The German Model City of Mannheim's Smart Grid
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Written by Eugen Mayer
Germany has become a pioneer in the concept of the smart city and has created the E-Energy funding program, which links energy-saving technologies with communications systems, and has resulted in a series of trial smart cities across the country. Broadband power lines (BPL) have become the preferred communications technology for E-Energy deployments. Leading the field is Mannheim, which is Germany's first smart city. It is using BPL to connect every household in the city to its cutting-edge smart energy network. The ‘Model City of Mannheim’ (MoMa) project focuses on integrating a high load of intermittent energy sources and decentralized generation into the existing city grid in a bid to boost efficiency and raise awareness of renewable energy amongst consumers. It is hoped that the MoMa project will encourage the public to take personal responsibility for their power consumption.
The first households are already benefiting from new technologies including the 'Energy Butler' gateway, which monitors the grid to obtain real-time pricing information from the utility and connects many household appliances including dishwashers, fridges, and tumble dryers. The gateway then relays dynamic pricing information back to the consumer, giving them greater control over their energy consumption, as well as relieving stress on the grid by shifting the use of certain appliances to off-peak periods. Business and industrial clients are also connecting their cooling facilities and air conditioning systems to the project.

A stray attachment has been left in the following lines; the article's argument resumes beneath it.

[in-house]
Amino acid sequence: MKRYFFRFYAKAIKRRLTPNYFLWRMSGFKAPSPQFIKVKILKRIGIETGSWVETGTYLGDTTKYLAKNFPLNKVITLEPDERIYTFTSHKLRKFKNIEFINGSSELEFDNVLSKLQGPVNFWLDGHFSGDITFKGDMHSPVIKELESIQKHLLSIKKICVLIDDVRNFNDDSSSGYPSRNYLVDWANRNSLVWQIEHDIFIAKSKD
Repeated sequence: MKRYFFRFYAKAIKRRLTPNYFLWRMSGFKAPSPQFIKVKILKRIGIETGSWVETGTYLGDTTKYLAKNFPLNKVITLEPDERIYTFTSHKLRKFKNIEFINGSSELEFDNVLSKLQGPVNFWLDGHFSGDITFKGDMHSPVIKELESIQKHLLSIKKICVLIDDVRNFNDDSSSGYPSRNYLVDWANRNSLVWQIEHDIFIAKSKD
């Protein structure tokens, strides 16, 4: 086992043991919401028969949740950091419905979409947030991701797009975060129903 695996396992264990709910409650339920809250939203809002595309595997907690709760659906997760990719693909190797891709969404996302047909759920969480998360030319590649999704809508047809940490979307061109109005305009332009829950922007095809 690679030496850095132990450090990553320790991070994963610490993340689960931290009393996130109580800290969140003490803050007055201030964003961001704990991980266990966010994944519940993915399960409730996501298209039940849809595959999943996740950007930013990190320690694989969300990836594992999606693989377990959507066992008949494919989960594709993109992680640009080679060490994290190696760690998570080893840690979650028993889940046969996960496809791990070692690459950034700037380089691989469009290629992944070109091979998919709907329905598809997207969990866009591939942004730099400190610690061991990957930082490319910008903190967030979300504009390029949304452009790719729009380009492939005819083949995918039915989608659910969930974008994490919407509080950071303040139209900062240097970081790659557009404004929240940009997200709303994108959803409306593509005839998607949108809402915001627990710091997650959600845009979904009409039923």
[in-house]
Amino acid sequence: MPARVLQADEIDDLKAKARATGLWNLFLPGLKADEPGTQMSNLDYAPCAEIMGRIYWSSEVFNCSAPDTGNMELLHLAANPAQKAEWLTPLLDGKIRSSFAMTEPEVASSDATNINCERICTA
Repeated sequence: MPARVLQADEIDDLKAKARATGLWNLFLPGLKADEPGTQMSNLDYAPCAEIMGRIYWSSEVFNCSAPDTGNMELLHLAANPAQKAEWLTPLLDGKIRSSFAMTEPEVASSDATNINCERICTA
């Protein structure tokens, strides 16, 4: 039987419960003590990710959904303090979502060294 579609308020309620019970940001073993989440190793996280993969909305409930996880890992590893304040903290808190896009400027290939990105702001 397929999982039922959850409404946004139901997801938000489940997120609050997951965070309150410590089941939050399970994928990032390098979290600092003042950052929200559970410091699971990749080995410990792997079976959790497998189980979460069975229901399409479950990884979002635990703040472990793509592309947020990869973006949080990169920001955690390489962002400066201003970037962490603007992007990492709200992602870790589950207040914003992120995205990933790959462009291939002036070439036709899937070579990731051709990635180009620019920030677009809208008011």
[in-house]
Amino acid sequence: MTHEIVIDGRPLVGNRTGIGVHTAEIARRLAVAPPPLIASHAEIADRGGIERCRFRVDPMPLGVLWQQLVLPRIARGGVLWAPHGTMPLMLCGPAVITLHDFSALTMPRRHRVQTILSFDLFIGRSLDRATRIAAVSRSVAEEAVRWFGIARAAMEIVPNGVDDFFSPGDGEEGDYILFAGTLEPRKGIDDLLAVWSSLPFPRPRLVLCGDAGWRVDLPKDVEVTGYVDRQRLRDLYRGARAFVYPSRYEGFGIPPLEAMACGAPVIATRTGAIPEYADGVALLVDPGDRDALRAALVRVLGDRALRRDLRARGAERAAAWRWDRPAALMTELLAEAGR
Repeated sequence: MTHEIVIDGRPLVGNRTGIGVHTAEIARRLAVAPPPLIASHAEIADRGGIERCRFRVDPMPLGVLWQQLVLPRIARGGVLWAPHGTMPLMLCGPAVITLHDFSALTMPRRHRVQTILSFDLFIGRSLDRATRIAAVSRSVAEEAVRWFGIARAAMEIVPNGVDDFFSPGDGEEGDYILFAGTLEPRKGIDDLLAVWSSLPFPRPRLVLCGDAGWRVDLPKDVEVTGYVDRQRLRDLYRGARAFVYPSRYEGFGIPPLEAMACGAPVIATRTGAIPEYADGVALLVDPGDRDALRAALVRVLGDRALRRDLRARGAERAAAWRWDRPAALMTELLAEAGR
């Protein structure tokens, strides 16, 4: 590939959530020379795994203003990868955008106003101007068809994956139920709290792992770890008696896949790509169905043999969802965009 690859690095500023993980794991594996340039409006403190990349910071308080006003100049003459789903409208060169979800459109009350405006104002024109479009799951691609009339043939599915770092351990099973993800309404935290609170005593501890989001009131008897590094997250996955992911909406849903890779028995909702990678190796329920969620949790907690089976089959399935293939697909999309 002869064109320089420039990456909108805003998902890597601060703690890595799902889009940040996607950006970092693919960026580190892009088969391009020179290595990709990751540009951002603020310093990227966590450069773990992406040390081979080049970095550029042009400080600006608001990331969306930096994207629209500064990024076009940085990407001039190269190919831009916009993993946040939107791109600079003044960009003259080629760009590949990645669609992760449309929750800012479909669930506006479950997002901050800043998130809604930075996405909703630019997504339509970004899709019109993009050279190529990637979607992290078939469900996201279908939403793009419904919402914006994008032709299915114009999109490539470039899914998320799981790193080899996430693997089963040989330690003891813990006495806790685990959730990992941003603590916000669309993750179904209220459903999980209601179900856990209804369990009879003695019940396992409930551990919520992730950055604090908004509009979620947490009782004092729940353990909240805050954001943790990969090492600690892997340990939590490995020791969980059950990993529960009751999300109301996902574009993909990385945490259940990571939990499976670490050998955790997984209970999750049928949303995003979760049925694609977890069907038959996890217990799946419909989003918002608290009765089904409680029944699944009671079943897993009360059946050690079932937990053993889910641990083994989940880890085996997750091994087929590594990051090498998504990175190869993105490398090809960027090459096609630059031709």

The MoMa project is being run on a BPL platform provided by Power Plus Communications (PPC). PPC is also giving its backing to other pioneering projects within Mannheim, including various smart metering solutions, and a distributed and micro generation project. The company's BPL system is being used to enable the use of CCTV video surveillance to protect installations and assets across the city, and for public lighting control. Elsewhere in Germany E.ON Westfalen Weser is using PPC's BPL system on medium voltage cables connecting substations as part of smart grid trials within its network of 1.3 million people. An average bandwidth of more than 13 Mbps with 24 ms latency has been achieved at the 20 kV level. The Cisco smart grid routers and switches being used in the project have proven highly compatible with the BPL networks, providing a real cost advantage over fiber optics - which can be much more expensive where there are no pre-existing cables.
Eugen Mayer, COO of Power Plus Communications
Itronics successfully tests manganese recovery process
Itronics - a Nevada-based emerging cleantech materials growth company that manufacturers fertilisers and produces silver - has successfully tested two proprietary processes that recover manganese, with one process recovering manganese, potassium and zinc from paste produced by processing non-rechargeable alkaline batteries. The second recovers manganese via the company’s Rock Kleen Technology.
Manganese, one of the four most important industrial metals and widely used by the steel industry, has been designated by the US Federal Government as a "critical mineral." It is a major component of non-rechargeable alkaline batteries, one of the largest battery categories sold globally.